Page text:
Visitors reminded to be careful with fire this Memorial Day weekend
WILLOWS, Calif. – Memorial Day marks the beginning of the summer recreation season, enjoying your National Forest – whether it’s taking a hike, going fishing or enjoying a camping trip and sleeping under the stars.
This weekend, the employees of the Mendocino National Forest want to remind visitors to have a safe visit and be careful with fire or anything that can throw a spark in the forest.
“Even though we have had some storms and a little rain in the mountains over the past week, overall conditions continue to be dry and there hasn’t been measurable snowpack in months,” said Forest Fire Management Officer Curtis Coots. “This means the forest is already seeing an increased risk of wildfires and this is happening earlier than usual.”
The Forest is not currently in fire restrictions, but fuel conditions are being monitored closely. As the summer continues, visitors should check the status of fire conditions before starting a trip to the forest.
While campfires are still allowed, they should be started, managed and extinguished safely.
– Flammable materials should be cleared from the ground for 5 feet in all directions from the edge of the fire and a shovel and water should be kept nearby.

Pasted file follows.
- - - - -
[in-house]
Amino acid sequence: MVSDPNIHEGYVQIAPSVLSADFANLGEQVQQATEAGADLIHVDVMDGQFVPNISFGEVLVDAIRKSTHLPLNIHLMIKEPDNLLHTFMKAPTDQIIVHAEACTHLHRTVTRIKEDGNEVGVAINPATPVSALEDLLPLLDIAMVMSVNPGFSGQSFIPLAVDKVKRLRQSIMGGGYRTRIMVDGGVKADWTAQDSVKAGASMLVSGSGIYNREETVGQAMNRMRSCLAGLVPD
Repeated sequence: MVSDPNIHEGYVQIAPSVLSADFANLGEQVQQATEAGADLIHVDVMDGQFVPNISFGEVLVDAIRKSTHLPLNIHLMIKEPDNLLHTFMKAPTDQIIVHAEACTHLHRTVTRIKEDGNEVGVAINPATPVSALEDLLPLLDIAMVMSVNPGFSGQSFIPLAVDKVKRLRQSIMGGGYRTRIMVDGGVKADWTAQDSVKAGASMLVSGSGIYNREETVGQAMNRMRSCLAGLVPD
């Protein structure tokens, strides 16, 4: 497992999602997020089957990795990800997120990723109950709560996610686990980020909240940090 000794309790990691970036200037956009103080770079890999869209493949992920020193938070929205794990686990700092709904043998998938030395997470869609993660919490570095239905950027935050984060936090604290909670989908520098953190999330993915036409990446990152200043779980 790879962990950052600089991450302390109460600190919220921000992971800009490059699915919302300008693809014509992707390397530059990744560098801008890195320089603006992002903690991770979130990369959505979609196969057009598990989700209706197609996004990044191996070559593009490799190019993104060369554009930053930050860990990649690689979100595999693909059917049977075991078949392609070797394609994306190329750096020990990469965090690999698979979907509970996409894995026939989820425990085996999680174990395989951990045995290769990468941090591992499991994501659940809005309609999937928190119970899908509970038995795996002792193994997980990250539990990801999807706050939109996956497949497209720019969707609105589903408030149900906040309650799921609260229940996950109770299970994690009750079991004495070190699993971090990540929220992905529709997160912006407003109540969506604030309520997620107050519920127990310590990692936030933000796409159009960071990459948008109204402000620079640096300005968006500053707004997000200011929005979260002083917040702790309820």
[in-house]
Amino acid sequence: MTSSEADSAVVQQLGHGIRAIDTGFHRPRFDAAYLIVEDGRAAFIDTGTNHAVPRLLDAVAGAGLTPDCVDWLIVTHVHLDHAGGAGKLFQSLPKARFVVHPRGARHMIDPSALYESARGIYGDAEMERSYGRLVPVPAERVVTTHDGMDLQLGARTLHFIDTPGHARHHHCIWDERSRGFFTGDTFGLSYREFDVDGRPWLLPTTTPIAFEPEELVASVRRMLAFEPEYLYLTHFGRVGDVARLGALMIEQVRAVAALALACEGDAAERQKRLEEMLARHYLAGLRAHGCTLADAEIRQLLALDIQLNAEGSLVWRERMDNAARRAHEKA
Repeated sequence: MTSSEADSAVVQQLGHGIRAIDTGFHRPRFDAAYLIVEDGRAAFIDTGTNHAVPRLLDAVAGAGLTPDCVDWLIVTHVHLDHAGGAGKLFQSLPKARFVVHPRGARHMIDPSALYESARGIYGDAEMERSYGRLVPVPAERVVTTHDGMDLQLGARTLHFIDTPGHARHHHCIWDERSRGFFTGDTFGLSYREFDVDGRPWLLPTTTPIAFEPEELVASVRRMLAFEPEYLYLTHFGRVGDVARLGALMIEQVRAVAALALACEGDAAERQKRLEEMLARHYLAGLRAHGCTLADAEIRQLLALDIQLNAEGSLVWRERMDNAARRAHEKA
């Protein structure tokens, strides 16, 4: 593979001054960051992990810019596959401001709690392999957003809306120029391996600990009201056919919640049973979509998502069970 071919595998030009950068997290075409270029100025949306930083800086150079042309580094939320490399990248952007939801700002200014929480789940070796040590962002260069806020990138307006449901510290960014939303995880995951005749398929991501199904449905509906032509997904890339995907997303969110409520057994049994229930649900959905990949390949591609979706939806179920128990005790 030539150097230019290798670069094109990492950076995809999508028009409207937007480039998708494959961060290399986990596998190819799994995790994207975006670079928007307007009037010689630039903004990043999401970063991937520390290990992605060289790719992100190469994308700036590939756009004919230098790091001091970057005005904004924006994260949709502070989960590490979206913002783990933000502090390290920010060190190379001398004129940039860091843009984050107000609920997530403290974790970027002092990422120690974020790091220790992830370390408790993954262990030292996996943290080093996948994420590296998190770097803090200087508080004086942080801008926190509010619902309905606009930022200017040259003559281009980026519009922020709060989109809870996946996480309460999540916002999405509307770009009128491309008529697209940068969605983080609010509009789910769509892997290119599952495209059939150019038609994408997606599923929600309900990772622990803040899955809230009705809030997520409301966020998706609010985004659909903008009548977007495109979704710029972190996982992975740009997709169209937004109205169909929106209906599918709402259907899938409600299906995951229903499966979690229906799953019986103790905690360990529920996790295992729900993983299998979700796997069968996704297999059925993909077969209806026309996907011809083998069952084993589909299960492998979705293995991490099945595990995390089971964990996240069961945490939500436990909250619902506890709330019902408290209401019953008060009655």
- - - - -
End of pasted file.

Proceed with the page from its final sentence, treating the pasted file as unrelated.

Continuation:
– The fire should be small – roughly the size of a 2-foot cube.
– Campfires should be supervised by a knowledgeable and responsible adult until it is completely extinguished.
ü The fire should be dead out and completely cold before leaving.
“Unfortunately, abandoned campfires are our biggest challenge on Memorial Day, as people head home without successfully putting out their campfire,” said Forest Supervisor Ann Carlson.
“Each year our firefighters find dozens of campfires left burning on the forest. All it takes is one to spread into a devastating wildfire, which impacts valuable natural resources and recreation opportunities for years afterwards,” Carlson said.
More information on campfire safety, as well as campfire permits, can be found at www.preventwildfireca.org.
“Remember, one less spark – one less wildfire. Whether it’s a gas stove, campfire or ensuring that you aren’t creating a spark, paying attention can help dramatically reduce the risk of human-caused fires on the Forest,” Coots said. “By doing this we can help preserve not only public and firefighter safety, but also the areas of the forest we all enjoy.”
While the weather is warming up at lower elevations, visitors should be prepared for changing conditions and cooler nighttime temperatures in the mountains. Bring layered clothing and plenty of food and water on your outdoor adventure. Tell someone where you are planning on going, which routes you plan on taking and when you plan on being back.
“We want everyone to have a safe and memorable Memorial Day weekend, especially those joining us on the Forest,” said Carlson.